Prophetic, Vilfredo Pareto wrote at the dawn of the XX century: “The many varieties of socialism, syndicalism, radicalism, solidarism, tolstoism, pacifism, humanitarianism, etc., form a whole that we can to relate to the democratic religion, and which is similar to that of the innumerable sects which appeared at the origin of the Christian religion. We are now witnessing the growth and domination of the democratic religion, just as the men of the first centuries of our era witnessed the beginning and growth of the dominion of the Christian religion.” Egalitarianism (in the sense of the rejection of the Indo-European hierarchy), the contempt for virility and warlike honor, the cult of sacrifice, the fight against discrimination, the sanctification of studies and academic degrees, or the spectre of the warming linked to anthropogenic CO2, are so many incremental manifestations of the democratic-humanitarian religion; and the latter falls within the wider scope of gynecocratic spiritualities.
Spiritual gynecocracy means a cult of the nurturing Mother, and is systemically translated into equality (whether in the legal or economic sense), as well as into the anonymization of individuals who see themselves being reduced to mere cogs in the division of labor. In the contemporary liturgy, the emphasis on the Virgin Mary testifies to the spiritual gynecocracy in the nets of which the Catholic Church fell. The Trinity, which consecrates and expresses the Indo-European hierarchy of the three functions, has been reversed: with the emphasis on the Virgin Mary, it is the productive and reproductive function that is symbolically emphasized; and it is the Roman Church itself that bows to the “democratic-humanitarian religion.” It is not fortuitous that the most ardent promoter of the democratic-humanitarian religion that the Vatican has ever known is also the Pope who, this year alone , decided to include in the Roman calendar the memory of the Blessed Virgin Mary.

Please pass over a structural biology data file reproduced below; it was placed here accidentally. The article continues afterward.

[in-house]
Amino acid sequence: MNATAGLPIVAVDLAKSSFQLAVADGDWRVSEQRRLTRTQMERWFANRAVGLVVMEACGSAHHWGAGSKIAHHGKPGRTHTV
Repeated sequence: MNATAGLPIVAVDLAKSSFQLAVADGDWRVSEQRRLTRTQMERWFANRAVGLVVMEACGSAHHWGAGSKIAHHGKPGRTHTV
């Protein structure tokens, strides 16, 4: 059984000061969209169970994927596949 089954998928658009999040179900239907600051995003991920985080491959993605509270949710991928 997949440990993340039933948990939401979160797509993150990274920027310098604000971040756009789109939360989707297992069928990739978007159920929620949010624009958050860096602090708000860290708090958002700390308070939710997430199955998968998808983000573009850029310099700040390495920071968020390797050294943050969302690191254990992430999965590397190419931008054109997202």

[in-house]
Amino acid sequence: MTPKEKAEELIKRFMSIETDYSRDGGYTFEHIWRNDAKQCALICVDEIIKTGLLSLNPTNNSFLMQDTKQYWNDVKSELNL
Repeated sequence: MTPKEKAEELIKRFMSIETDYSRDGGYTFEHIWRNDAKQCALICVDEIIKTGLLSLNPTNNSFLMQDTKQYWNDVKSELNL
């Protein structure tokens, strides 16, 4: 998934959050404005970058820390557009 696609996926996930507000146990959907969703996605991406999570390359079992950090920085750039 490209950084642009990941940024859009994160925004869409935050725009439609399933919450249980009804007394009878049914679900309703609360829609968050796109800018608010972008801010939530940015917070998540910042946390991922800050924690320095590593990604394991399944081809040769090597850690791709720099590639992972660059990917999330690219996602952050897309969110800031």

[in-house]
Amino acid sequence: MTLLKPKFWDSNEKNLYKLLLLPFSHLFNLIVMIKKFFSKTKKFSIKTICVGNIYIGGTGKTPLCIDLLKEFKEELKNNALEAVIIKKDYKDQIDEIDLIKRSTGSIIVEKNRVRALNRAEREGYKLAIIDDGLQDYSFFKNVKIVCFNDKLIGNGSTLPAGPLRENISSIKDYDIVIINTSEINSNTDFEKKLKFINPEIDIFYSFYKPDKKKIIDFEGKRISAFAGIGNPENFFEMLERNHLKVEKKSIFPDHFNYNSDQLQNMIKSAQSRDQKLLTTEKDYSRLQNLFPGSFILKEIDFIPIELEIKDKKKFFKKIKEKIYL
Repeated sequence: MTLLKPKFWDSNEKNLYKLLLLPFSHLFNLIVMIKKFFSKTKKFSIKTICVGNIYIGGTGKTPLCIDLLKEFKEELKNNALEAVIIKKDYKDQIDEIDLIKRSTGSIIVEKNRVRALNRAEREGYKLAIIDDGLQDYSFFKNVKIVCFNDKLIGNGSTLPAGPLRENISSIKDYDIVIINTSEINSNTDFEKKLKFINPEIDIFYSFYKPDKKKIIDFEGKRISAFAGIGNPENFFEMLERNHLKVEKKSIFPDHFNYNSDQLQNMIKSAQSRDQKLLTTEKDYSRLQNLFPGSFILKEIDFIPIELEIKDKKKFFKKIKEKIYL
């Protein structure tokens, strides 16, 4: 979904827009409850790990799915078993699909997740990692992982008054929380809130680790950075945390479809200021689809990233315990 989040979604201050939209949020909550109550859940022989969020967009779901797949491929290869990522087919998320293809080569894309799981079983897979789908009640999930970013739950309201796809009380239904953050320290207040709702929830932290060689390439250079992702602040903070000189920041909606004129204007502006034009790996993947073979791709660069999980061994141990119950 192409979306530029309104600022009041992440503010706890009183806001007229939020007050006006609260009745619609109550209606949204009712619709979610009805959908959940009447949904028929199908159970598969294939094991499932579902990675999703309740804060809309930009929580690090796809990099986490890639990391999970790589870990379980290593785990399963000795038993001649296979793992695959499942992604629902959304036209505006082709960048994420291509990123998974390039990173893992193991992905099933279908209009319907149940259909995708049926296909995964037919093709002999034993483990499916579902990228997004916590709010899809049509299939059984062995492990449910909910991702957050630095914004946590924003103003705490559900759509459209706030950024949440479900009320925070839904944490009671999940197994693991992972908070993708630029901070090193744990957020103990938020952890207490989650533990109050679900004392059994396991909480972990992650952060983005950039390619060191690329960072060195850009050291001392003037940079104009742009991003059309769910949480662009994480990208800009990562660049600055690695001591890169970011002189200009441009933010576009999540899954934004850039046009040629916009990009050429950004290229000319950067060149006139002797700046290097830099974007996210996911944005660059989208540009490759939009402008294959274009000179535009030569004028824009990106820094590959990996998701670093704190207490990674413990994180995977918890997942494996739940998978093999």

The erection of the Virgin Mary onto a level equal, or even superior, to the Father in contemporary theology amounts to a tacit subversion of the Trinity—a subversion that has been taking shape since the Counter-Reformation, and which has only accelerated under John Paul II. “I would like to summarize in two words the sublime lesson of the Gospel of Mary: The Virgin is Mother, the Virgin is Model,” said John Paul II, at the Marian Shrine of Suyapa, Honduras, on March 8, 1983. He also affirmed: “The authentic devotion to the Mother of God is truly Christocentric, deeply rooted in the Trinitarian mystery,” in his book entitled “Crossing the Treshold of Hope,” from 1994. Convinced that his life was saved due to Mary’s intervention, John Paul II did not only forgive the Muslim who had attempted to assassinate him on May 13, 1981, the day of the feast of Our Lady of Fátima; the Pope donated the ball to the sanctuary of Fatima, where it is now inserted in the crown of the statue of the Virgin Mary.
With regard to the political and economic recommendations of the Holy See, the spiritual gynecocracy of the Catholic Church is clearly manifested in the ecologism, the socialism, and the cosmopolitanism of Pope Francis. The promotion of Congoid cardinals aims to prepare the native white people, so the European-Caucasoid people, to the great replacement. As seen by Steve Bannon, the Church is involved in the orchestration of the great replacement, not only by dogmatic adherence to cosmopolitanism, but by political calculation: it wants to import faithful Black-Africans to replace the European whites who are losing the Catholic faith. The image that many Catholics have of Israel—a small country that promotes cosmopolitanism in the world, but preserves its borders and the bio-cultural cohesion within it—is only a projection of the Vatican. It is hardly surprising that Trump, Orbán, and Netanyahu, but also Putin, are thought of as the chosen of Providence to defend the Christian Whites against the machinations of what the Roman Church has become!